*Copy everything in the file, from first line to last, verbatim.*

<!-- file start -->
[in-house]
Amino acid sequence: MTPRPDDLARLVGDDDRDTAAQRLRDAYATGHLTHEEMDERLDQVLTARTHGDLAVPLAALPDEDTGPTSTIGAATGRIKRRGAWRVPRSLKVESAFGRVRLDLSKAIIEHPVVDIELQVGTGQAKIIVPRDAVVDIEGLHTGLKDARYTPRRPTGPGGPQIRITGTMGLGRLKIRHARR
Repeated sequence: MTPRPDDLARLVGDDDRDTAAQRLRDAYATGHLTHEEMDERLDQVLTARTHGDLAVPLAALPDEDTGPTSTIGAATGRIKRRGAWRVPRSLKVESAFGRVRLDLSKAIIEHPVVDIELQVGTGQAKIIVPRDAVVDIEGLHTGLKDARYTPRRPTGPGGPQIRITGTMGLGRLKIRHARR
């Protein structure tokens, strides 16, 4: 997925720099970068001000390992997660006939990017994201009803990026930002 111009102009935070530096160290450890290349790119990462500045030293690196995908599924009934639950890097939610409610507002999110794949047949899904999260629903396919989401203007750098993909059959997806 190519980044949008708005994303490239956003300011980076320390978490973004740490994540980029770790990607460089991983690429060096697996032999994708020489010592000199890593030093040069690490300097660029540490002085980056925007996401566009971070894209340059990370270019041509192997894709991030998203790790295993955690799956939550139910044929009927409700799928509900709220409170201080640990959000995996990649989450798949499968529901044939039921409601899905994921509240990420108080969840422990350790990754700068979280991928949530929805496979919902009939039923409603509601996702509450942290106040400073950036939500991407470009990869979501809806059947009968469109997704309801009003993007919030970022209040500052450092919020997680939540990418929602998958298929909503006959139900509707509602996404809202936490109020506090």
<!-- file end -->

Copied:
[in-house]
Amino acid sequence: MTPRPDDLARLVGDDDRDTAAQRLRDAYATGHLTHEEMDERLDQVLTARTHGDLAVPLAALPDEDTGPTSTIGAATGRIKRRGAWRVPRSLKVESAFGRVRLDLSKAIIEHPVVDIELQVGTGQAKIIVPRDAVVDIEGLHTGLKDARYTPRRPTGPGGPQIRITGTMGLGRLKIRHARR
Repeated sequence: MTPRPDDLARLVGDDDRDTAAQRLRDAYATGHLTHEEMDERLDQVLTARTHGDLAVPLAALPDEDTGPTSTIGAATGRIKRRGAWRVPRSLKVESAFGRVRLDLSKAIIEHPVVDIELQVGTGQAKIIVPRDAVVDIEGLHTGLKDARYTPRRPTGPGGPQIRITGTMGLGRLKIRHARR
């Protein structure tokens, strides 16, 4: 997925720099970068001000390992997660006939990017994201009803990026930002 111009102009935070530096160290450890290349790119990462500045030293690196995908599924009934639950890097939610409610507002999110794949047949899904999260629903396919989401203007750098993909059959997806 190519980044949008708005994303490239956003300011980076320390978490973004740490994540980029770790990607460089991983690429060096697996032999994708020489010592000199890593030093040069690490300097660029540490002085980056925007996401566009971070894209340059990370270019041509192997894709991030998203790790295993955690799956939550139910044929009927409700799928509900709220409170201080640990959000995996990649989450798949499968529901044939039921409601899905994921509240990420108080969840422990350790990754700068979280991928949530929805496979919902009939039923409603509601996702509450942290106040400073950036939500991407470009990869979501809806059947009968469109997704309801009003993007919030970022209040500052450092919020997680939540990418929602998958298929909503006959139900509707509602996404809202936490109020506090």